Virginia Transformer Corp. launches EV charger module
Roanoke company expects to expand manufacturing, create 30 jobs
Roanoke-based power transformer manufacturer Virginia Transformer Corp. has entered the electric vehicle market by launching a manufacturing division to create components for commercial electric vehicle power chargers, with plans to expand the initiative, the company announced Monday.
Commercial customers can build self-contained, scalable power modules from VTC’s new product, E2V. The unit includes multiple elements needed for charging stations, including transformers, switchgears, distribution circuits and breakers.
“Instead of the developer needing to source all of the items separately and then trying to piece them together onsite, we build it all together and ship it [and] a customer … can be up and running in a day instead of a month,” Virginia Transformer Director of Communications Kevin Lowery told Virginia Business.
The module will serve commercial clients who will charge fees for EV users to use their chargers, similar to a gas station model. Charging stations require transformers to provide power, connecting the station to the power grid, which is where the E2V comes in.
Each E2V unit weighs approximately 14,000 pounds and measures 8 feet by 9 feet by 14 feet.
“EV infrastructure’s biggest challenges are procurement, logistics, coordination and field integration. Virginia Transformer’s E2V solution addresses these issues by housing and connecting the main components (switchgear, transformer, breaker) into an integrated unit, allowing us to quickly deliver a plug-and-play, easy-to-install power solution supporting EV infrastructure’s rapid deployment across the U.S.,” VTC CEO Prabhat K. Jain said in a statement.
Right now, many EV owners charge their vehicles at home. Commercial chargers available at shopping centers and other locations vary in charging universality, speed and cost. The E2V unit is customizable, making it easier for commercial operators to adapt it to their needs, Lowery emphasized.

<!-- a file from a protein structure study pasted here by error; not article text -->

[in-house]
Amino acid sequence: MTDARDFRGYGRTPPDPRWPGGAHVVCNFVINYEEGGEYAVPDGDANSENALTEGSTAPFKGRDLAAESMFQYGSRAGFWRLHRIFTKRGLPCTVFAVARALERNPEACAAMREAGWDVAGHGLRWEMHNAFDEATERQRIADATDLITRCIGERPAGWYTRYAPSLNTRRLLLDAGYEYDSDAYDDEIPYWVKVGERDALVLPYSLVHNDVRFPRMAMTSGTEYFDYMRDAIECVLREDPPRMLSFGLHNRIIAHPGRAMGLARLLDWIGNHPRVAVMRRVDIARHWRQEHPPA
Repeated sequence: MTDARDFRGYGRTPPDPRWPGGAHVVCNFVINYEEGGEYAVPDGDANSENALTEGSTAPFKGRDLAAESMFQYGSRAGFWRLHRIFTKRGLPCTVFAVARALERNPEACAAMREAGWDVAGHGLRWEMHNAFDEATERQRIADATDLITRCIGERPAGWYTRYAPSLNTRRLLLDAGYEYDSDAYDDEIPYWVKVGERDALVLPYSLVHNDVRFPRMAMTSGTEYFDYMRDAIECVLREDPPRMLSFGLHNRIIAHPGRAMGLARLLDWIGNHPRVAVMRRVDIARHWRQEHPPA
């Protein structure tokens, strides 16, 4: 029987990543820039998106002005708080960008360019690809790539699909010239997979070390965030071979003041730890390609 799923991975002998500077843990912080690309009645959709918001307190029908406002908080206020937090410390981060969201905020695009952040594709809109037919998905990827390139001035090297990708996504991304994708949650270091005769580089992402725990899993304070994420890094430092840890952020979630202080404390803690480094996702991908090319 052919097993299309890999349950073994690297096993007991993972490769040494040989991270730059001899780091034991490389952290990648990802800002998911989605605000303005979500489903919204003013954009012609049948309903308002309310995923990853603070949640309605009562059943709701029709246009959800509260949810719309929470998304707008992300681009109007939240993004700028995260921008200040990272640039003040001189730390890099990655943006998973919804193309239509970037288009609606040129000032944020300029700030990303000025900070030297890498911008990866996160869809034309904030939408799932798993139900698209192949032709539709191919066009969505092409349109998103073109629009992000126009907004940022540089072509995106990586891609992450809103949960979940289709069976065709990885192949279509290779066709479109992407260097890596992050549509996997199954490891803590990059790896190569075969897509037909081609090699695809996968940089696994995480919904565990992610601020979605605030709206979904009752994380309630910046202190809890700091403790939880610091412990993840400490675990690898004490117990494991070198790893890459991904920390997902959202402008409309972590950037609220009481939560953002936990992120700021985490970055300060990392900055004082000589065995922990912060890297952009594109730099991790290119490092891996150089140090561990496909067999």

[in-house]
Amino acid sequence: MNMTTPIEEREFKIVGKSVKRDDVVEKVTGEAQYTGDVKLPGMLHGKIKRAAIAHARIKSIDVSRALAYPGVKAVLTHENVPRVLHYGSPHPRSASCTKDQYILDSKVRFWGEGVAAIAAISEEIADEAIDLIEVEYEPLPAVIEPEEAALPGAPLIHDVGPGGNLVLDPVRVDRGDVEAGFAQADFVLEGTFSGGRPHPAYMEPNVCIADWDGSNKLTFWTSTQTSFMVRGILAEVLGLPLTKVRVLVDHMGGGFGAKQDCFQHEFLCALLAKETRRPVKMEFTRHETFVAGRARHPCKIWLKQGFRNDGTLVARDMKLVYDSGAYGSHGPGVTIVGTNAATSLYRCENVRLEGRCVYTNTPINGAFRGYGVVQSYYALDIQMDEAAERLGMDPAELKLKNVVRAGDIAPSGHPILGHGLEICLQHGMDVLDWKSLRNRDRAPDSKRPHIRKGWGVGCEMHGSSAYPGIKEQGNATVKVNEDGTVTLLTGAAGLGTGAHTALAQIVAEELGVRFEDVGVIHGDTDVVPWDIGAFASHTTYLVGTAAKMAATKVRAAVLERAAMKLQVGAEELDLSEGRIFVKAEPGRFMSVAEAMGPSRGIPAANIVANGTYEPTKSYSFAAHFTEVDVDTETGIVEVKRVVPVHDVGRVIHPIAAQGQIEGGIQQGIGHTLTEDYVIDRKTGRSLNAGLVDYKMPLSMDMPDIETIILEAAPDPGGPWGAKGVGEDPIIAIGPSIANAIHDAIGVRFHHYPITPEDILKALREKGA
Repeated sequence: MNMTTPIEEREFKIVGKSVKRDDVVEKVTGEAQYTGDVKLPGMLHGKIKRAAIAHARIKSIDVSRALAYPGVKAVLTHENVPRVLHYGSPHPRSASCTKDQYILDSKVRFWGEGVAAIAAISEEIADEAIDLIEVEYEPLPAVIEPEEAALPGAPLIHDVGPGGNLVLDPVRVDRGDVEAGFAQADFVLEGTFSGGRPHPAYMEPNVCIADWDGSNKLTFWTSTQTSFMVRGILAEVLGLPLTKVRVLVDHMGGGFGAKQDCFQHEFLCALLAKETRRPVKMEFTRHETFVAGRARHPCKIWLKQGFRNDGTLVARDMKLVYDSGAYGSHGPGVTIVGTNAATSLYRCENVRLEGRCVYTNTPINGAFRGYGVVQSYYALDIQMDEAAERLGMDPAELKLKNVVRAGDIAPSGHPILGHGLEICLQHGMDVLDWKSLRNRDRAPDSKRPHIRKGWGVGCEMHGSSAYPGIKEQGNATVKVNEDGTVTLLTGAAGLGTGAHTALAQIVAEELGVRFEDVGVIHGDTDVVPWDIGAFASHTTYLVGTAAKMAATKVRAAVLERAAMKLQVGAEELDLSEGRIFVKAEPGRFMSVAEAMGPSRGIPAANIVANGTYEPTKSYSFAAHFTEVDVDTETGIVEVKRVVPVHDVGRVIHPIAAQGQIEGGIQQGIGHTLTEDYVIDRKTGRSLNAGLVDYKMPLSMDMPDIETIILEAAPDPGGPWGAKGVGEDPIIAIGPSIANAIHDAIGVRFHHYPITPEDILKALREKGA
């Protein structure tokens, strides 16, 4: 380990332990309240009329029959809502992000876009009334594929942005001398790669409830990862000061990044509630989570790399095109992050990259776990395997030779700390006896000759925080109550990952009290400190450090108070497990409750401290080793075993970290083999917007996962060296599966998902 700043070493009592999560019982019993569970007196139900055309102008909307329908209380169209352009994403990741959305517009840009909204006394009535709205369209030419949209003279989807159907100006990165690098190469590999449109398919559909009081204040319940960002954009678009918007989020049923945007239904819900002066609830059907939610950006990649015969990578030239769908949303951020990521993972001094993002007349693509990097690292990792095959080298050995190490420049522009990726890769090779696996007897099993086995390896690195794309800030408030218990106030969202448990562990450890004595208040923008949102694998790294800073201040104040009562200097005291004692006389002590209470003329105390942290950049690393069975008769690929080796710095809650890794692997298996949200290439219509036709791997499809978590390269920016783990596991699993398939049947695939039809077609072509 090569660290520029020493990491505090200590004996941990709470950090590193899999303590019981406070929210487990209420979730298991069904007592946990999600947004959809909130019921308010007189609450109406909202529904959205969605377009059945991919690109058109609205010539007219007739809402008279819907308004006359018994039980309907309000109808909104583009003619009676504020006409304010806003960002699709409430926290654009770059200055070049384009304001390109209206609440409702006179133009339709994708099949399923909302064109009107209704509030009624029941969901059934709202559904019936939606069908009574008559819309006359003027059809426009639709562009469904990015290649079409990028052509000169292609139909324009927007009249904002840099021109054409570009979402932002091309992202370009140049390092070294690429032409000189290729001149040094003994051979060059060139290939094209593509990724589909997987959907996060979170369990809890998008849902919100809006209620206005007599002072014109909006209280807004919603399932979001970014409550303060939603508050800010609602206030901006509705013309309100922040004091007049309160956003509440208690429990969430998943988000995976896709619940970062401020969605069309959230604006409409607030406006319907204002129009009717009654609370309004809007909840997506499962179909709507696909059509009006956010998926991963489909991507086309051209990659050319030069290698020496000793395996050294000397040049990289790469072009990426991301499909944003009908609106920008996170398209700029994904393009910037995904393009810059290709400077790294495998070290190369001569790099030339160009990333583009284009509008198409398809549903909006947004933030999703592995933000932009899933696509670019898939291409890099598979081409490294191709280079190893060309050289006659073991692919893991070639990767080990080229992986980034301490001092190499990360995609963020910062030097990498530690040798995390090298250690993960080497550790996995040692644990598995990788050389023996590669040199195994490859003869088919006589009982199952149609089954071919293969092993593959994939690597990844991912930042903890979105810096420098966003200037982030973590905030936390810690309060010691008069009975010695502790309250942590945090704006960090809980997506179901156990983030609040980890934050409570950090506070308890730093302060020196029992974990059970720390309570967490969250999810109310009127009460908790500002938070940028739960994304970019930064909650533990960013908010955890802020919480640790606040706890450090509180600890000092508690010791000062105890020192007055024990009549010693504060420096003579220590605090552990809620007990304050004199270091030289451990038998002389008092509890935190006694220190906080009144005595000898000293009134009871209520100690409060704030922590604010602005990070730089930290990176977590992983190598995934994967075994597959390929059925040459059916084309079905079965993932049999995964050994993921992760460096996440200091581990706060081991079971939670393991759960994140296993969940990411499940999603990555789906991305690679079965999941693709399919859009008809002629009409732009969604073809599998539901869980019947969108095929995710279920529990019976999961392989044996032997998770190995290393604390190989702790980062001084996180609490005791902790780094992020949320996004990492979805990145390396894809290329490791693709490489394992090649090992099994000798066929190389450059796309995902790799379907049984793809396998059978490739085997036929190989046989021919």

The $1.2 trillion Infrastructure Investment and Jobs Act that President Joe Biden signed in November 2021 includes almost $5 billion for states to build out electric vehicle charging networks. Virginia will receive $106 million of that funding over five years, starting with $15.7 million in fiscal year 2022. Federal officials generally plan to have EV chargers available at least every 50 miles along interstates and major highways. The E2V module is aimed at the companies building these new charging stations across the nation, Lowery said.
Virginia Transformer Corp. expects to create 30 jobs at its Troutville facility as it shifts its production to focus on manufacturing end products. The company will build two complete production lines in Troutville and anticipates beginning initial production on them in the fall.
“As the largest U.S.-owned power transformer manufacturer in North America, Virginia Transformer has a reputation for designing and building innovative solutions for flexible deployment,” Jain said in a statement. “With 50 years of experience and the industry’s shortest lead time, the EV market is a natural fit for us.”
With 2,000 employees, Virginia Transformer Corp. provides custom-engineered power transformers for markets including data centers, utilities and bitcoin/cryptocurrency farms.